In defense of wealth – Part 2

A lot of noise has been made lately about Mitt Romney and Warren Buffet’s tax rate being so low, while Buffet’s secretary’s tax rate is much higher. For starters, I don’t know what the secretary makes, but it has to be much higher than what I make, because I don’t think I’ve ever paid more than 15% Federal tax. Certainly never as high as the 35.8% she reportedly pays. I don’t pay that much with Federal and State combined!

But more importantly the whole issue brings up the issue of the tax code in general, and whether it’s fair or not. Romney and Buffet, evidently, derive most of their income from capital gains, ie. returns on investments, which are taxed at a lower rate. On the surface, which is about as far as most people look before they pass judgment these days, this looks bad: rich people getting lower tax rates because they are rich.

But do you know who else gets capital gains that are taxed at that rate? Just about anyone who owns stock, a mutual fund, or any other investment that might render capital gains. And who is that? You. Me. Anyone with a 401k, IRA investment account, mutual fund, or pension fund. More pointedly, it’s anyone who is retired and living off their investments.

That’s why the capital gains tax is lower. It’s to help the retirees keep more of their money. That’s not to say that the wealthy don’t take advantage of it. That’s not to say that things couldn’t be arranged differently to distinguish between the truly rich and the retirees living off their investments. But we need to stop and think before we just jump in and change things willy-nilly.

Take the “Buffet Rule”, which calls for millionaires to pay at least 30% taxes. That sounds fine and good, until you look at who qualifies as millionaires. Nothing I’ve read so far specifies whether that means people who make more than a million dollars in a year, or simply anyone who has more than one million dollars in assets. If it’s the latter, be careful. You’re threatening Grandma again.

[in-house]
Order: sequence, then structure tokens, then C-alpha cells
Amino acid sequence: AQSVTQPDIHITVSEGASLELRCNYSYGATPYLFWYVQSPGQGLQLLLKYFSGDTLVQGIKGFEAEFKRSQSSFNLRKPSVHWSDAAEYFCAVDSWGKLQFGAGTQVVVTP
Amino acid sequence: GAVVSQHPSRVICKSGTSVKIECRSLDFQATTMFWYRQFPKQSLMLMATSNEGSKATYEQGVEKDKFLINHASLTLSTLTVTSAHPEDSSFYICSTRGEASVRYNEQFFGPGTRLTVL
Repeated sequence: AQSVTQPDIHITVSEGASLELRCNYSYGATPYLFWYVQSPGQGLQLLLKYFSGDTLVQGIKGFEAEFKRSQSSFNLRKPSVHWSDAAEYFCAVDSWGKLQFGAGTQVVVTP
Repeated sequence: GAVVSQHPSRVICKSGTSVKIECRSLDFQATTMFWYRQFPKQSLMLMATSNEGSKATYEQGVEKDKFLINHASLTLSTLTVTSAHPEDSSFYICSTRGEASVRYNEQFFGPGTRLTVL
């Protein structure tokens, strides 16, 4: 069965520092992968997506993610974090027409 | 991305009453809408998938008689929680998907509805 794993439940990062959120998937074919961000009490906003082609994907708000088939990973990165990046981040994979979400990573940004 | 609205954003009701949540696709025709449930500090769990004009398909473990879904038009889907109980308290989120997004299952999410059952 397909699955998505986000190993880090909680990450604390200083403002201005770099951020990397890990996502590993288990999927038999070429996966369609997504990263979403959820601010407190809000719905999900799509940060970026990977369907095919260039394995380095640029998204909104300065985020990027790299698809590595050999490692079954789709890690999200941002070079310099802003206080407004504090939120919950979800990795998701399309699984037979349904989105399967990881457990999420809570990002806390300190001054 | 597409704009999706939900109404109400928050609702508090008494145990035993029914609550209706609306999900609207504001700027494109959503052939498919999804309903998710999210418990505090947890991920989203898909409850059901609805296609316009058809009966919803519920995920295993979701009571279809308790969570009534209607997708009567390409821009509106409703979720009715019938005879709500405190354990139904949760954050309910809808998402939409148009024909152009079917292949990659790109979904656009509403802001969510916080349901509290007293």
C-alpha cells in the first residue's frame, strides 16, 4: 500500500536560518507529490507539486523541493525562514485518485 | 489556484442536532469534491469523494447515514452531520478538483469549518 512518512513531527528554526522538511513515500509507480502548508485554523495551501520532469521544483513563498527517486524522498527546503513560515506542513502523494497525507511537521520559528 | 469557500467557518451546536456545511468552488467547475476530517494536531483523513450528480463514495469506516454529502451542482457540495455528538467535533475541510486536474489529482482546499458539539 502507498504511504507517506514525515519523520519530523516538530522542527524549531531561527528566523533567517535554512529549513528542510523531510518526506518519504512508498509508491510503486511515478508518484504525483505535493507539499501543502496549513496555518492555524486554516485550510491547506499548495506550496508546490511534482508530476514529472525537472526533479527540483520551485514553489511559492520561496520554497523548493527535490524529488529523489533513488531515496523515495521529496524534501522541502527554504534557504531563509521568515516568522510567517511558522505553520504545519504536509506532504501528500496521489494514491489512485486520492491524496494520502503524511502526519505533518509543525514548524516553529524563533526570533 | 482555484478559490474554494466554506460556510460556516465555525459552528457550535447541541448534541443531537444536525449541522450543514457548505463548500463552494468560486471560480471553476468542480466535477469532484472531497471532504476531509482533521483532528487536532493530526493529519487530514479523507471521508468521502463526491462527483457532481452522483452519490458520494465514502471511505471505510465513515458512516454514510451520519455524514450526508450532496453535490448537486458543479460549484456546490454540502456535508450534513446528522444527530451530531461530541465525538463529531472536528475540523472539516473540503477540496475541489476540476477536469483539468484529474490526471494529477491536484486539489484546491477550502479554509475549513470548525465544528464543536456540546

In order to retire and live comfortably off the interest these days, and assuming a 10% rate of return (which nearly no one has been able to manage the past few years) you’d need at least $500,000 in investments. Factoring in inflation and the fact that people live longer you really need to be pushing closer to a million to be safe. My financial advisor tells me we need to be aiming for more like $2.5 million by the time I retire if we’re to survive at even close to a comparable income level. If you start taxing me at 30% I’m going to have to have even more invested.

Why is that fair to me just to get even with some rich people? Romney and Buffet pay more taxes in one year than I’ll pay in a lifetime. But if you want to go after them, fine. Go after them. Just make sure you hit what you aim at or you’ll hurt a lot of innocent people in the process.

And that’s the problem with Washington these days. They don’t think before they act. While it’s practically impossible to pass a law that won’t have some unintended consequences, our politicians these days specialize  in it. Like the housing laws that made banks give more loans to bad credit risks in the name of helping minorities. Good idea, bad execution, lots of unintended consequences that we’re all now paying for.

Like I said, I’m not saying the tax code doesn’t need work. Au contraire, I’m convinced it does. But don’t touch it unless you’re willing to risk unleashing a can of worms you may not have intended.

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